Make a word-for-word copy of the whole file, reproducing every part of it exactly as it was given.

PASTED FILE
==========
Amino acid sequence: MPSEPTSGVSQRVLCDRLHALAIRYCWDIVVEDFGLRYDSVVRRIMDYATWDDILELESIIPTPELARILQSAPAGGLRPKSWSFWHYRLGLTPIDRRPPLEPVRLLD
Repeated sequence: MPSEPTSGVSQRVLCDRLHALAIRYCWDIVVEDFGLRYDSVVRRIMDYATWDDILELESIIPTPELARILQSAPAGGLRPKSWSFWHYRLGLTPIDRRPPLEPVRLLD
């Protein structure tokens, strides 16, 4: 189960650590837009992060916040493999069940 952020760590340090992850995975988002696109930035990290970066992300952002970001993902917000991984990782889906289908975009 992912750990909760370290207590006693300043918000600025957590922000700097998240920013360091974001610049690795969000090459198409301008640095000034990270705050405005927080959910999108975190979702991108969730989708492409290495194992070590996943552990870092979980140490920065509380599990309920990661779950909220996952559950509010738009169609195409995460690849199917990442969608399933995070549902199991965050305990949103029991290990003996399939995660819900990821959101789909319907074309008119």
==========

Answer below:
Amino acid sequence: MPSEPTSGVSQRVLCDRLHALAIRYCWDIVVEDFGLRYDSVVRRIMDYATWDDILELESIIPTPELARILQSAPAGGLRPKSWSFWHYRLGLTPIDRRPPLEPVRLLD
Repeated sequence: MPSEPTSGVSQRVLCDRLHALAIRYCWDIVVEDFGLRYDSVVRRIMDYATWDDILELESIIPTPELARILQSAPAGGLRPKSWSFWHYRLGLTPIDRRPPLEPVRLLD
């Protein structure tokens, strides 16, 4: 189960650590837009992060916040493999069940 952020760590340090992850995975988002696109930035990290970066992300952002970001993902917000991984990782889906289908975009 992912750990909760370290207590006693300043918000600025957590922000700097998240920013360091974001610049690795969000090459198409301008640095000034990270705050405005927080959910999108975190979702991108969730989708492409290495194992070590996943552990870092979980140490920065509380599990309920990661779950909220996952559950509010738009169609195409995460690849199917990442969608399933995070549902199991965050305990949103029991290990003996399939995660819900990821959101789909319907074309008119």